While attending FloydFest in southwest Virginia I wanted to take the opportunity to visit a few wineries and the first on my list was Blakesnake Meadery. The meadery had assisted us in an early article on Honey Wine and Colony Collapse Disorder so I wanted to pay our respects. Fortunately we called ahead and learned the owners, Steve and Joanne Villers, were also attending FloydFest, but they graciously arranged an early morning appointment. The couple started the meadery a few years ago as an excuse to spend more time in the beautiful Blue Ridge Mountains. Steve had many years experience home brewing beer – but a brewery was not commercially viable – neither a traditional vineyard. The next alternative: honey wine. They researched the process, purchased hives and started storing honey; all the while, keeping their 9-5 jobs a hundred miles away in Roanoke. On weekends they returned to the meadery to monitor the bees, ferment the honey, bottle the mead, and every other task required for a family operated business. Slowly the business grew to where today they possess 16 hives that produce close to 800 pounds of honey. Since approximately 2 lbs of honey is required for each bottle of honey wine – that’s about 30 cases worth. To increase their stock, they purchase varietal honey such as Tupelo and Sourwood. But their local honey should be excellent; the country roads leading to Blakesnake are lined with miles of wild flowers in which the bees feed.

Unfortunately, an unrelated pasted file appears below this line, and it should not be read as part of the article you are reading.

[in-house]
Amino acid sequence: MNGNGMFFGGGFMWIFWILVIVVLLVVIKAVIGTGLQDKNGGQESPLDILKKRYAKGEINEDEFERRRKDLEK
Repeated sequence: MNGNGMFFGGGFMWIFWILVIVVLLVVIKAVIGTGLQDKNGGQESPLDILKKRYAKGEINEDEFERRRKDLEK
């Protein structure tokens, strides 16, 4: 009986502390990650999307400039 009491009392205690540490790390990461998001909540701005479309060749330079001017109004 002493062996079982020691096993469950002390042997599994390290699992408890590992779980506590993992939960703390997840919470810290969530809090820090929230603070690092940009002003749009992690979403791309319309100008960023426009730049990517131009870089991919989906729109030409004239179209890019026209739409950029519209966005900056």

When I arrived the Villers were waiting on their porch with their four current offerings ready: Sourwood Honey Wine, Bee Brew with Hops, Sweet Virginia and Meloluna. Blacksnake Meadery is located too far north for Sourwood trees to grow – but sourwood honey is a popular southern varietal available in neighboring Patrick County. As its name implies, it is a little sour and the wine is made bone dry at 0% r.s. Initially I was unsure whether I liked it, but slowly it has grown on me. Sometimes I cheat and add a little Barenjager; but alone – it reminds me a little like a hefeweisen, which leads into the next offering: the Bee Brew with Hops. Immediately this was my favorite – refreshing and clean. The concoction is made by boiling their wildflower honey with cascade hops and adding a small amount of carbonation from bottle conditioning. The result: refreshing pale ale. The aroma is awesome – pure hops. This may become the alcohol of choice after mowing the grass. And with the goal of being self sufficient, the Villers planted hops which snakes across their porch – adding more charm to their meadery. Next was the Sweet Virginia, made in the traditional mead style and diluted with mountain well water. This is a perfect mead – pure honey flavors and aroma – and not gritty sweet at 6% r.s. It also pairs well with food – we tried it with burgers and chicken – but the meadery recommends game. No matter – it’s good. Finally Blacksnake produces a dessert style mead at 12% r.s. – the Meloluna. This is great alternative to the pricey late harvest or ice wines and since it’s made in the same fashion at the Sweet Virginia, it’s the same wine – just sweeter.
Regrettably Blacksnake Meadery is isolated from major population centers, but for those travelling the Blue Ridge Parkway, the meadery is only a short detour. Blacksnake is also a member of the Blue Ridge Wine Trail so Blacksnake can be included in any tour of the local wineries and cider mills. We look forward to our next visit to Floyd – to listen to excellent music with mead. Thanks Jo and Steve.